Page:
NATURAL NUMBERS  
exploring the undesigned 

Is 432043200000000000 a big number?  
How big is BIG...? Many people have heard the assertion that the number of particles in the universe is a quantifiable sum, variously estimated at between 10^{72} and 10^{87}. But how many people have said to themselves: is that all?! How can a number with fewer than a hundred zeros contain everything  the unimaginable hugeness of the universe? It's hard enough to comprehend the billions of galaxies and the trillions of stars. Now try to imagine that all those galaxies and stars are composed of grains of sand. Now try to imagine how many atoms are in each grain of sand! Here I can help you out. The number of atoms in a grain of sand is about 2.3 x 10^{19} or 23000000000000000000. This vast number appears to make the 10^{72} to 10^{87} estimate hopelessly wrong... but wait! We need to keep reminding ourselves that we're dealing with exponents.... You really can see the world in a grain of sand. The number of grains of sand on all the world's beaches has been calculated to be less than the number of atoms in a single grain of sand. Whether that is true or not, I don't know. The point is this  that between 10^{19} and 10^{87 } there are more than enough orders of magnitude to account for every atom in the universe. So let's consider how many grains of sand would be needed to fill up our star, the Sun? Let's start with the Earth. The volume of the Earth is about 10^{21} cubic meters. The number of grains of sand in 1 cubic meter is about 10^{12}  that's something we have a comprehensible name for: 1 trillion. So if we multiply 10^{21} x 10^{12}, we get a result for the number of grains to fill the Earth: 10^{33}. Now for the Sun. You can fit about 1 million Earths in the volume of the Sun, so that means we need to add 6 more zeros or orders of magnitude (that is, multiply by 1 million) to calculate the number of grains of sand to fill the Sun:10^{39}. Let's now stop thinking about grains of sand, and consider atoms instead! For this we have to multiply our answers for grains of sand by the 19 orders of magnitude for the number of atoms in a single grain of sand. That produces the vast number,10^{57},for the number of atoms in the Sun. We still have a very long way to get from 1 average star to all the billions in the Milky Way and from there to the billions of galaxies in the observable universe. But in orders of magnitude, it is not so very far. There is a lot of uncertainty about the number of stars in the Milky Way galaxy, since the dense inner core and interstellar gas and dust obscure most of them. However, we can assume that even if the number were as high as 1 trillion  which is far higher than the usually stated range of 200 billion to 400 billion  the average solar mass is a third of our sun's. This means we should add another 11 zeros to the Sun's total to come up with a reasonable estimate for the galaxy. The number we have reached is now a colossal 10^{68} atoms. To this I will generously  or foolishly  add one more 0, raising our number to 10^{69 }atoms, to make sure we account for all the interstellar gas, dust clouds, and the relatively negligible contribution of those billions of unknown undiscovered planets we hope to find. Remember that just one zero multiplies the total atoms in our galaxy by 10, so I'm being positively careless here! In the next 12 orders of magnitude we have to jump to our local galactic group and from there to our galactic supercluster and then to all the other superclusters and large structures  the walls and filaments  in the cosmos, until we reach the limits of the observable universe. But we can get there because each increase in magnitude contains 10 times the atoms of all the preceding magnitudes combined. So at 10^{70} we account for the atoms of 10 galaxies and at 10^{72} we account for the atoms in 1,000 galaxies. How many galaxies are there estimated to be in the universe? The number could be as high as 500 billion. Even if that extremely high estimate were true, we would still only be adding another 11 zeros (and I'm adding yet one more 0, to account for rounding errors, which we've been ignoring.) This brings our total to 10^{84}. At the beginning I said particles, so now we have to go one big step further and convert our result to one that would account for all the known kinds of fundamental particles in the observable universe. This means electrons, photons, quarks, and even neutrinos. To do this we need to add another 6 zeros. That's 1 million particles for every 1 atom in the universe! That means we've just increased our final answer 1 million times to 10^{90.}. So I've arrived at a number a little bit larger  OK, a thousand times larger  than the accepted upper bound for particles in the observable universe! Should we consider this a big number? It depends how you look at it :) . The number of particles in the observable universe is at least 10 orders of magnitude less than a Googol (10^{100})  10 billion times smaller in fact. And this vast number is just a tiny speck compared with the unit that has taken hold in popular culture, the Googolplex: which is 10 raised to the power of a Googol.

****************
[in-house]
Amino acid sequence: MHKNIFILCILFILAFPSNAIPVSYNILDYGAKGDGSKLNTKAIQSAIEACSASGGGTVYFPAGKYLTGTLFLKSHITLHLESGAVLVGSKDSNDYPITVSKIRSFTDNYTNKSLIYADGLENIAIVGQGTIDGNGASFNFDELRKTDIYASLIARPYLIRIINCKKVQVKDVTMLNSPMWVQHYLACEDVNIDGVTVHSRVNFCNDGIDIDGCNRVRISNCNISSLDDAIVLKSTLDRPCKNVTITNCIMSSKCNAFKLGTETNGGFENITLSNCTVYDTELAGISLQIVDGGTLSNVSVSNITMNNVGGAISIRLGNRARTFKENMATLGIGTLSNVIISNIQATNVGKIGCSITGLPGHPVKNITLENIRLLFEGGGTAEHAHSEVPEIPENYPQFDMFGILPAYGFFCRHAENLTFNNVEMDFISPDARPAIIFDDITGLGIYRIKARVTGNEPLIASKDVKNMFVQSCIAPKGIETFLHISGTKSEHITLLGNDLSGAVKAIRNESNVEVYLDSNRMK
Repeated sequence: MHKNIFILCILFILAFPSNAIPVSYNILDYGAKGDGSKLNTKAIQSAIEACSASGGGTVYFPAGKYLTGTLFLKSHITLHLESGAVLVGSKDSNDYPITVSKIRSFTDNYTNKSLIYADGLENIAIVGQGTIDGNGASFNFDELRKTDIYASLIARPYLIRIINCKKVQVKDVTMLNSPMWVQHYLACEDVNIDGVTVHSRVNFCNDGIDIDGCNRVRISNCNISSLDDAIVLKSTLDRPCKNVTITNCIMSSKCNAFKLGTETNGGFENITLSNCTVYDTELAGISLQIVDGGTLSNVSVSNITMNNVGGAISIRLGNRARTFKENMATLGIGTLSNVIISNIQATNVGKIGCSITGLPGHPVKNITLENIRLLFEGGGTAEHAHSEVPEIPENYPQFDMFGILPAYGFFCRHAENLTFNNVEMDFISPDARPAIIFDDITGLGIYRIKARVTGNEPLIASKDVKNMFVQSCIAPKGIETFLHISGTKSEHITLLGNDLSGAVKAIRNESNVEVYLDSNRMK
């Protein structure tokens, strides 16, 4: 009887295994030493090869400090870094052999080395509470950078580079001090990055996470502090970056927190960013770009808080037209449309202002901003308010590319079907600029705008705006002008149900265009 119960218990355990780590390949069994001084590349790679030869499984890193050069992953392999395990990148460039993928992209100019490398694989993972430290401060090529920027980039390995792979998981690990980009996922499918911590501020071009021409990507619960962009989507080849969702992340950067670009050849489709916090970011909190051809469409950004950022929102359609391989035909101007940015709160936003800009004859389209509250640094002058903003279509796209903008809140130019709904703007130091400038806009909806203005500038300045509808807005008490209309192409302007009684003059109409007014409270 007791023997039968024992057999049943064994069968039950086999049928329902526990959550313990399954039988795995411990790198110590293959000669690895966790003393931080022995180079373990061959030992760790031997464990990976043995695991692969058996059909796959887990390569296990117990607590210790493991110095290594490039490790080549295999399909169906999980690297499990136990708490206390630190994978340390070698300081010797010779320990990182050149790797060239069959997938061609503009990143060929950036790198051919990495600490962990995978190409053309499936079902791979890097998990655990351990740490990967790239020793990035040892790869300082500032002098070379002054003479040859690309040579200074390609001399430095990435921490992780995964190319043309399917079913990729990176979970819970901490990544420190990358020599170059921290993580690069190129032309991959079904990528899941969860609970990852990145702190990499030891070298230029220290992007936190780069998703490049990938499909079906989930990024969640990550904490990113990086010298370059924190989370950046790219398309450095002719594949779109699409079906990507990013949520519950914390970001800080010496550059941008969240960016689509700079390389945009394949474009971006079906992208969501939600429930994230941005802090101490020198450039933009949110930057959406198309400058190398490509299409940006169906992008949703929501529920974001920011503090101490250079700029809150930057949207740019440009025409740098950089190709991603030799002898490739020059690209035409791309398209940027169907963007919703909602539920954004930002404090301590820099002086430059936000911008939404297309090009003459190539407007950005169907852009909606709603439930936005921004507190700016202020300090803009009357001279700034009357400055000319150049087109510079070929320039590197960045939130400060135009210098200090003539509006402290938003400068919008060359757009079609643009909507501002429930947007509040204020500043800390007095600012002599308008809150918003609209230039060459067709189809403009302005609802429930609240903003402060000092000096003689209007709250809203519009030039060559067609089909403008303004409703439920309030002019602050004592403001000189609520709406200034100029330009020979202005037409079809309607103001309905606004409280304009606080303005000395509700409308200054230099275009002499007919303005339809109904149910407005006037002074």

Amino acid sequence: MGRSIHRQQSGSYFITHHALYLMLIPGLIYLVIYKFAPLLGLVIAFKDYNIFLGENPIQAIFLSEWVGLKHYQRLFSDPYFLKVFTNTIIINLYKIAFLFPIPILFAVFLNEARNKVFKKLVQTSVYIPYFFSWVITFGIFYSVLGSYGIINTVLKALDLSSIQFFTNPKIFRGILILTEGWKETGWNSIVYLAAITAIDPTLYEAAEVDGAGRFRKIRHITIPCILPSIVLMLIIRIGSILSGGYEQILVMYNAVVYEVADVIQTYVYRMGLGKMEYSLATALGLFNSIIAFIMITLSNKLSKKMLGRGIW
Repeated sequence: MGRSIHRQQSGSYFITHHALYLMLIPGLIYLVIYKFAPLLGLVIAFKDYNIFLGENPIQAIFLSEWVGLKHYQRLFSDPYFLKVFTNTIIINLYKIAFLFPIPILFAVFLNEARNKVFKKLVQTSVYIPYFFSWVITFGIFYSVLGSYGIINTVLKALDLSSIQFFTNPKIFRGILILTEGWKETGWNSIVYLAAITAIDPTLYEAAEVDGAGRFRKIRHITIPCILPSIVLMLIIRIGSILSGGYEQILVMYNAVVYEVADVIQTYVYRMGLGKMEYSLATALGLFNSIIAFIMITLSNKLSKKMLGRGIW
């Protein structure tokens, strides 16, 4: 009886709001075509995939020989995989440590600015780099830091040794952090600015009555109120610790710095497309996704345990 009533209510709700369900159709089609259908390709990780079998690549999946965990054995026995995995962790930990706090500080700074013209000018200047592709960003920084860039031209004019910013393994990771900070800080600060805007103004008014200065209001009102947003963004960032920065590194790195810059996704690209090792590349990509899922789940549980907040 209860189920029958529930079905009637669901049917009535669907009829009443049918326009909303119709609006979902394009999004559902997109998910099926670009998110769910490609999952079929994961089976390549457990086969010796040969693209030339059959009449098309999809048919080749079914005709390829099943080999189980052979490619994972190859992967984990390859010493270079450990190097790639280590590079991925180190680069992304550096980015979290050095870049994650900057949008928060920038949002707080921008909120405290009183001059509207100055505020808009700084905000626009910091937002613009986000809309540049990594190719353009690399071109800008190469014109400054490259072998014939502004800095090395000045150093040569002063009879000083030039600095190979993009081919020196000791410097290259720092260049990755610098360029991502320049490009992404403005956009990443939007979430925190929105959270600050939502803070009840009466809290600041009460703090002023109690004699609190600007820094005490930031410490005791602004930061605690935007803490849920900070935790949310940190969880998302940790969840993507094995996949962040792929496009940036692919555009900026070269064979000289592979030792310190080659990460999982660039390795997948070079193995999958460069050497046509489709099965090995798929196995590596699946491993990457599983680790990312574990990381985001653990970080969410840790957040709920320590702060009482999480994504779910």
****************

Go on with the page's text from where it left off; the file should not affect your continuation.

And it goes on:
© 2008 Michael M. Ross  First published July 8, 2008